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Medical professionals in the UK need to engage more in smoking cessation services
Of the 120 000 people who die from smoking each year in the UK, more than half die from a respiratory disease. In 1997 deaths from lung cancer, chronic obstructive pulmonary disease (COPD), and pneumonia caused by smoking totalled over 63 000,1 all of which were potentially avoidable. These figures show that preventing smoking is more relevant to respiratory medicine than any other speciality. In this issue of Thorax Abdullah and Husten2 review the priorities for tobacco control in the developing world and summarise the difficulties of developing smoking cessation in countries already severely challenged by generally low levels of health service funding and infrastructure, by competing public health priorities such as HIV, by low levels of public awareness of smoking as a dangerous behaviour, and other issues. However, one of the problems they identify that is especially relevant in the UK is the need to engage medical professionals in smoking cessation.
The National Health Service (NHS) approach to smoking cessation in the UK has changed radically in the past 5 years. Although the effectiveness of behavioural support and nicotine replacement therapy (NRT) for smoking cessation had been recognised for many years, it is only since the publication of the government White Paper “Smoking Kills” in 19983 that these treatments, and subsequently bupropion therapy, have been made routinely available to smokers through the NHS. Before 1998, smoking cessation services were available to a tiny minority of smokers through sporadic local initiatives and the private sector, but this is no longer the case. All smokers should now be able to access effective cessation services providing evidence based and cost effective4 interventions, and many have already done so: in the year to April 2003 in England over 230 000 smokers attended NHS cessation services and set a quit date, and over 120 000 reported cessation for at least 4 weeks.5 This number was nearly double that of the previous year, and further ambitious targets have been set for throughput in the next 3 years.5 Therefore, while many countries lack the infrastructure, funding and political will to provide smoking cessation services, the UK does not. So, are these services actually being used to their full potential?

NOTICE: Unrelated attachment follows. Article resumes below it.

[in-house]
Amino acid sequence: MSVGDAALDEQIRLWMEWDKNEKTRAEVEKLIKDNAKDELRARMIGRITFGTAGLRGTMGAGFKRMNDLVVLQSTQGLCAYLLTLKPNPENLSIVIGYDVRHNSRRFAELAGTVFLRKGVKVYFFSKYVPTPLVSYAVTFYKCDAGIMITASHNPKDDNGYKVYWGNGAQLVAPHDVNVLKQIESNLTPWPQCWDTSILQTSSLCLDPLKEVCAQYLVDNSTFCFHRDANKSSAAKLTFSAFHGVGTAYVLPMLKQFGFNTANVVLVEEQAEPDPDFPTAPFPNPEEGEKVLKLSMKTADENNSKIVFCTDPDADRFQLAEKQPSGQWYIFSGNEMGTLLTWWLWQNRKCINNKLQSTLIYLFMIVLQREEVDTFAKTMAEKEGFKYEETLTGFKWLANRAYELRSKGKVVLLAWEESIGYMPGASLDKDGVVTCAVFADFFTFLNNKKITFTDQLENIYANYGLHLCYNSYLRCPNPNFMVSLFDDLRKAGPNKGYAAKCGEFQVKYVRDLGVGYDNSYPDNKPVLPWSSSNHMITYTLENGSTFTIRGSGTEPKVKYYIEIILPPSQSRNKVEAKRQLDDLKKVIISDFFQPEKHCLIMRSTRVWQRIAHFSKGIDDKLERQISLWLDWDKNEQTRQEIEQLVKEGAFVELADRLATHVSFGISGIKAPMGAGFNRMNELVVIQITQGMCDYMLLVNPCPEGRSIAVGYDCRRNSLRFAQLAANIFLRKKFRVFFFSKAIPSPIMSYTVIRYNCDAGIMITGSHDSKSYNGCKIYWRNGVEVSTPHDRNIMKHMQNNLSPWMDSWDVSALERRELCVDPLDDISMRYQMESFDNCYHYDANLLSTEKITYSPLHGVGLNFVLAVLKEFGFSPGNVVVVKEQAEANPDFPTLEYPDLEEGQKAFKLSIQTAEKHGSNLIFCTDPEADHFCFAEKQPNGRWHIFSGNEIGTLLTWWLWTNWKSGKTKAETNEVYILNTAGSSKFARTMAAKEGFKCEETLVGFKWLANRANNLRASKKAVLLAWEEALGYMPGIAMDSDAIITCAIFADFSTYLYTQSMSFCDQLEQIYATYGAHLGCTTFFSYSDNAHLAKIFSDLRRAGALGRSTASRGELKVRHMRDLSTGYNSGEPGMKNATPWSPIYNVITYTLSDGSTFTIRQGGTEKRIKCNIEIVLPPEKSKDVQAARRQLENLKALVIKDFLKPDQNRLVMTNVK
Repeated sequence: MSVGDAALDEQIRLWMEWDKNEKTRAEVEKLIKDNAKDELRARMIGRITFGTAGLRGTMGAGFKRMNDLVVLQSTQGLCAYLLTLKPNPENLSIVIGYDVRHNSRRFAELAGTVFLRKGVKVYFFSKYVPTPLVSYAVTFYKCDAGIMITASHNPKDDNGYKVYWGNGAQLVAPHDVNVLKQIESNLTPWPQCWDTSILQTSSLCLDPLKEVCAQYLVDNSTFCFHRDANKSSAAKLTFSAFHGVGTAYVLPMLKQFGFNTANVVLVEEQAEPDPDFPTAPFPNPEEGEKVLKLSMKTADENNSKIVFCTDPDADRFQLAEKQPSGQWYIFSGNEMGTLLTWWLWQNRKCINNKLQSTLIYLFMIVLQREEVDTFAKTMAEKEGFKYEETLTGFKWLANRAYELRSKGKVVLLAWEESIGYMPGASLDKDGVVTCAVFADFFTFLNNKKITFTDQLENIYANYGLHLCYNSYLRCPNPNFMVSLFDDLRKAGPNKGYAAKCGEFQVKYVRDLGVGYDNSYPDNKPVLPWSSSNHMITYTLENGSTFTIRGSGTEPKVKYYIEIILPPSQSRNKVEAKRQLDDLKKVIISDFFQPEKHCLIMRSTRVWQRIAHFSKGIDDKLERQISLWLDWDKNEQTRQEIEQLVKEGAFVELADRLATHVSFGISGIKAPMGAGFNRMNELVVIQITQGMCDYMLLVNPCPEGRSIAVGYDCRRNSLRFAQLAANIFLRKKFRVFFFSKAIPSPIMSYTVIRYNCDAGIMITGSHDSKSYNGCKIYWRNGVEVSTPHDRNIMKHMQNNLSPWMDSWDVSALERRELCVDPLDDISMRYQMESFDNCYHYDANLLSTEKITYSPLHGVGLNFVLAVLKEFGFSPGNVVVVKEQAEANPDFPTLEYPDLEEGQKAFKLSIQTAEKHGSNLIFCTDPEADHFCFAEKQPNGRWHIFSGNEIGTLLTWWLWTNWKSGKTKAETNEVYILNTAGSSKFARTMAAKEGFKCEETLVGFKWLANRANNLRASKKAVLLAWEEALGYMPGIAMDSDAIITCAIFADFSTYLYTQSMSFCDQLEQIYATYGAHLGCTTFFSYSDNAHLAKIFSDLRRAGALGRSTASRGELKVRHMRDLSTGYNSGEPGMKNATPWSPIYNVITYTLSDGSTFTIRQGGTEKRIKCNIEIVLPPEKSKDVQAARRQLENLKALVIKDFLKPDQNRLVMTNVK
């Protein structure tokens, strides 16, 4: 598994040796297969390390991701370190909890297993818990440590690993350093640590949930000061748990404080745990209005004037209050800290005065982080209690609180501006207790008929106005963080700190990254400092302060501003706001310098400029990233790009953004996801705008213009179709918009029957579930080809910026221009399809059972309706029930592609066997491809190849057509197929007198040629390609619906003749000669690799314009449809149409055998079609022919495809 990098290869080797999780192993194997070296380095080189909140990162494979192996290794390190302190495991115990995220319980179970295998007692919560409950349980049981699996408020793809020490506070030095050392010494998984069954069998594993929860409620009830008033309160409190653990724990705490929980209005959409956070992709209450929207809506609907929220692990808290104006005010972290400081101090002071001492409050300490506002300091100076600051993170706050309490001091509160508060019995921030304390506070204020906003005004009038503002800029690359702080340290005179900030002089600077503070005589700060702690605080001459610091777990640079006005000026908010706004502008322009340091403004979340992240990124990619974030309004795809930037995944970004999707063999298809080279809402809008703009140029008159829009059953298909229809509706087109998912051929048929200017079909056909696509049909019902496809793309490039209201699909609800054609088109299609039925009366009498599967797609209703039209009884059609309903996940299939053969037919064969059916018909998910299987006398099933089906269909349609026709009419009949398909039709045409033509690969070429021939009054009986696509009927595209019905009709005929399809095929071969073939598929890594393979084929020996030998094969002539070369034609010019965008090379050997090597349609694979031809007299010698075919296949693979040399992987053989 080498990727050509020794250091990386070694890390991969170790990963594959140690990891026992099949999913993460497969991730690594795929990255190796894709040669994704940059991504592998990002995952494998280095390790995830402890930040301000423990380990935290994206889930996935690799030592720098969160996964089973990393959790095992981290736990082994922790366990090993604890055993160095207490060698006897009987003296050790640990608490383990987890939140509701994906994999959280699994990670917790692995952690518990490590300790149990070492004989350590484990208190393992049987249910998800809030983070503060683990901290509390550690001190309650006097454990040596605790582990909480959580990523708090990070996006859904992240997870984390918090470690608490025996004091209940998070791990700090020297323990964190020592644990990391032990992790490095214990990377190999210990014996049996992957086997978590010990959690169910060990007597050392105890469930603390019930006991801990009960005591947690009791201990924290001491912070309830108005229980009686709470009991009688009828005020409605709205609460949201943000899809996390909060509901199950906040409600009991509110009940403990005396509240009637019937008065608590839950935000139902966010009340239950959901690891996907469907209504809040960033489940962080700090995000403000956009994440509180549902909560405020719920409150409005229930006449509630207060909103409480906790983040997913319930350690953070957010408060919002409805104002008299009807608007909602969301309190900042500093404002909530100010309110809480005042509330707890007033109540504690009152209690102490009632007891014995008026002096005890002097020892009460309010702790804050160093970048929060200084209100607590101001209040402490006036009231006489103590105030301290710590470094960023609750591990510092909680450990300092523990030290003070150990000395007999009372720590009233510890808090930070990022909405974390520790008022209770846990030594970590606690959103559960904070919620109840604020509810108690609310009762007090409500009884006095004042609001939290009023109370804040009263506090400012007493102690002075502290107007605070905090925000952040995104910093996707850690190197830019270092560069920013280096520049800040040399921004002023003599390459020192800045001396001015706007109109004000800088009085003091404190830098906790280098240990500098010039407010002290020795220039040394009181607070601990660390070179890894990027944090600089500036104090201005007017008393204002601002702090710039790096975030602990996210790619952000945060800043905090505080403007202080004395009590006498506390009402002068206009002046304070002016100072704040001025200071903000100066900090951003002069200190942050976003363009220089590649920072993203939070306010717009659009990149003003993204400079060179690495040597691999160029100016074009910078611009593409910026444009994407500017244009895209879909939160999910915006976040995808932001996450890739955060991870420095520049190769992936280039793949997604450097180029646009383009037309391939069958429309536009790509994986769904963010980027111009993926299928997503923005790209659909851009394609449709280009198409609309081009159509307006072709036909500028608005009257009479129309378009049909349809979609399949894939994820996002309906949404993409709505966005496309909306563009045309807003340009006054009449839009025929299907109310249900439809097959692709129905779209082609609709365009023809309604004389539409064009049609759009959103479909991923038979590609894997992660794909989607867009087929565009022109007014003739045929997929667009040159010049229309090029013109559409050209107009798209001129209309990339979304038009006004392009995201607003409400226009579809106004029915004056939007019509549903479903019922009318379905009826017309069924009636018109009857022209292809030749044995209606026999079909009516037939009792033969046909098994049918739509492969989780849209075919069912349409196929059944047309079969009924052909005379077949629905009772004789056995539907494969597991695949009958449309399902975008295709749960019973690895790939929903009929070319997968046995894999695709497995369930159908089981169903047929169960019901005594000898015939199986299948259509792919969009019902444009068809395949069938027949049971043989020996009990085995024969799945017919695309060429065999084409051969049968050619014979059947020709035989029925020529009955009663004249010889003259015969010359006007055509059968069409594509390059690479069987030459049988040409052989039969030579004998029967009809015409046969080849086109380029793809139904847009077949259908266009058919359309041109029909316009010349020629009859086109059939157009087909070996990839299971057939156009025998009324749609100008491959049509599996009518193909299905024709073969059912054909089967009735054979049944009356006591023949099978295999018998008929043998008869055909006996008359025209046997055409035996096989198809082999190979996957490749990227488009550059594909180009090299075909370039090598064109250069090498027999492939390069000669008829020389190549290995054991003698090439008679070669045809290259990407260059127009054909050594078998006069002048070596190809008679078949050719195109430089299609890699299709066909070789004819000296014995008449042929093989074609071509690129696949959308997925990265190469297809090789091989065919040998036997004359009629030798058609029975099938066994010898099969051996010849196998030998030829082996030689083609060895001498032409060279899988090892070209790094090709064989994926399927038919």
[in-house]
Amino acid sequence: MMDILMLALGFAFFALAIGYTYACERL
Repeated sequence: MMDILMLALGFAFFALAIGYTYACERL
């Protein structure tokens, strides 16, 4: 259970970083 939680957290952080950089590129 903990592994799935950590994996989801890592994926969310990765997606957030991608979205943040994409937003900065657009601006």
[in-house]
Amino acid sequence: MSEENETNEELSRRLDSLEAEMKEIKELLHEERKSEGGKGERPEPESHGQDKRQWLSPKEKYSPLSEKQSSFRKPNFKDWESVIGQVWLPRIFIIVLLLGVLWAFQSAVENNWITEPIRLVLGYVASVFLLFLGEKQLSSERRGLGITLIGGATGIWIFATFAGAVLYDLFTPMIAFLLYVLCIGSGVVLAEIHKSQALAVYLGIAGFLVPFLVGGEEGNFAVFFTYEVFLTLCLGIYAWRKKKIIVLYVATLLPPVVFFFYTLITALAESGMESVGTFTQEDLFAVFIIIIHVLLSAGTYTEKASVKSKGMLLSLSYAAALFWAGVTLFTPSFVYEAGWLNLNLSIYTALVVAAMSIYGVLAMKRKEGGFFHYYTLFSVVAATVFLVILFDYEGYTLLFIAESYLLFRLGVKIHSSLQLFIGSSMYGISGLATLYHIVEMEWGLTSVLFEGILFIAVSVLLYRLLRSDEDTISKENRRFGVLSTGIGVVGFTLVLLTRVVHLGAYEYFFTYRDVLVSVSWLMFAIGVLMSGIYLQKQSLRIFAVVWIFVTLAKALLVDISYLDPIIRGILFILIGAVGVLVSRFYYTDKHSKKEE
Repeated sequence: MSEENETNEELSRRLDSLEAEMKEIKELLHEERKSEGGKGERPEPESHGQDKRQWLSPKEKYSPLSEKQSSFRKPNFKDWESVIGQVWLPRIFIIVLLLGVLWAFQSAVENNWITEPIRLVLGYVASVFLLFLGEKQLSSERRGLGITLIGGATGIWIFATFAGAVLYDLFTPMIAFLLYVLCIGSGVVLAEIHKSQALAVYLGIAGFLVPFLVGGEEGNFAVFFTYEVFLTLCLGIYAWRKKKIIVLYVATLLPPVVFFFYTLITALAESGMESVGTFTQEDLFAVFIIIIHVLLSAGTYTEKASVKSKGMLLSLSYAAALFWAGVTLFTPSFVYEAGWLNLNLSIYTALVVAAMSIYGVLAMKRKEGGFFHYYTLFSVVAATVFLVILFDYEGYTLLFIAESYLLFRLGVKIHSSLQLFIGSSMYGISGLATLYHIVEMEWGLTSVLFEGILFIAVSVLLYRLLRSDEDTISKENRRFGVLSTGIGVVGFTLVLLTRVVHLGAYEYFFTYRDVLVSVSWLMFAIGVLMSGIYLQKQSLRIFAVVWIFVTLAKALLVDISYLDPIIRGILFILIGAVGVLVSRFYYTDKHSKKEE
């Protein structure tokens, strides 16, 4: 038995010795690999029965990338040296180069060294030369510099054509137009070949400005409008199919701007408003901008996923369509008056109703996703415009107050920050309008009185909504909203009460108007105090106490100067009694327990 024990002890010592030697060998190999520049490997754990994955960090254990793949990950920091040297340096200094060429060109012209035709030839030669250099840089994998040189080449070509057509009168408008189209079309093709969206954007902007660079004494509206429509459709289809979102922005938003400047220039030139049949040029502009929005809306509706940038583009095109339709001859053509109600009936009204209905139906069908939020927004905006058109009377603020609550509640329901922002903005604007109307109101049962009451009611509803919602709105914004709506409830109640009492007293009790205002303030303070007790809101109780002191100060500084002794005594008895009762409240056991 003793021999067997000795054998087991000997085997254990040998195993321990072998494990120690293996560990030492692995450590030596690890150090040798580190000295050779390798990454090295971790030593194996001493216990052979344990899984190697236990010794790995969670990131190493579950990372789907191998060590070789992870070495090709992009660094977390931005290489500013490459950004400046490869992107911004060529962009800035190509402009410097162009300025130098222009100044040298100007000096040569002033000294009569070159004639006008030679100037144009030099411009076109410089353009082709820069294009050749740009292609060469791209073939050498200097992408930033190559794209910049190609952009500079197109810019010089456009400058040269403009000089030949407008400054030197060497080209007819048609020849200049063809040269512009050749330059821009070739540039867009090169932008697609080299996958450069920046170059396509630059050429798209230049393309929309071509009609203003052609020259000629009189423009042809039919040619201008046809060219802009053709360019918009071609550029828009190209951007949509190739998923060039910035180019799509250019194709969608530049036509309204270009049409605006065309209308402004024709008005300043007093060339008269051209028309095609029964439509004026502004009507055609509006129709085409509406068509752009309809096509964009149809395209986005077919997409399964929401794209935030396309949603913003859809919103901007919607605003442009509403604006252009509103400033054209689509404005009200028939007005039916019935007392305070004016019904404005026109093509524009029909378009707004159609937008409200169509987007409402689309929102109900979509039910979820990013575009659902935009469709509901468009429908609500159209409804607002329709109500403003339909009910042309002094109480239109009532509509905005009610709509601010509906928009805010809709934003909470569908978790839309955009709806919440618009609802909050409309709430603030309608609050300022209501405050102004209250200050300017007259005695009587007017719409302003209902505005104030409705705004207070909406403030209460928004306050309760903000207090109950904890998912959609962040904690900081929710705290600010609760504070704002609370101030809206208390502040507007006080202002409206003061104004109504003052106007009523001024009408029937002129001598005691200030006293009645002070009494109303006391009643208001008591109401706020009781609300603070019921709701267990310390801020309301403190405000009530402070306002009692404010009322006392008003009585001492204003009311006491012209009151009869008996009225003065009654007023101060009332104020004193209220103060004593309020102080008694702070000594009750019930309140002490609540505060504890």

“.. . if we don’t use smoking cessation services we will lose them”
Surveys of attitudes to smoking by smokers in the UK have shown consistently that most smokers—typically about 70%—intend to give up smoking.6 The figures also show that in many cases this is not an expression of a vague and distant aspiration, since consistently about 50% state that they intend to give up within the next year, 30% within 6 months, and 10% in the next month (fig 1⇓).6 In absolute terms, these percentages translate into around 6 million smokers wanting to give up within the next year and 1.2 million in the next month. Against these totals, the 230 000 or so who set a quit date through NHS cessation services in the 12 months to April 2003 represent a very small proportion and, indeed, reflect a failure to capitalise on a major preventive opportunity. At least some of the responsibility for this lies with the medical profession.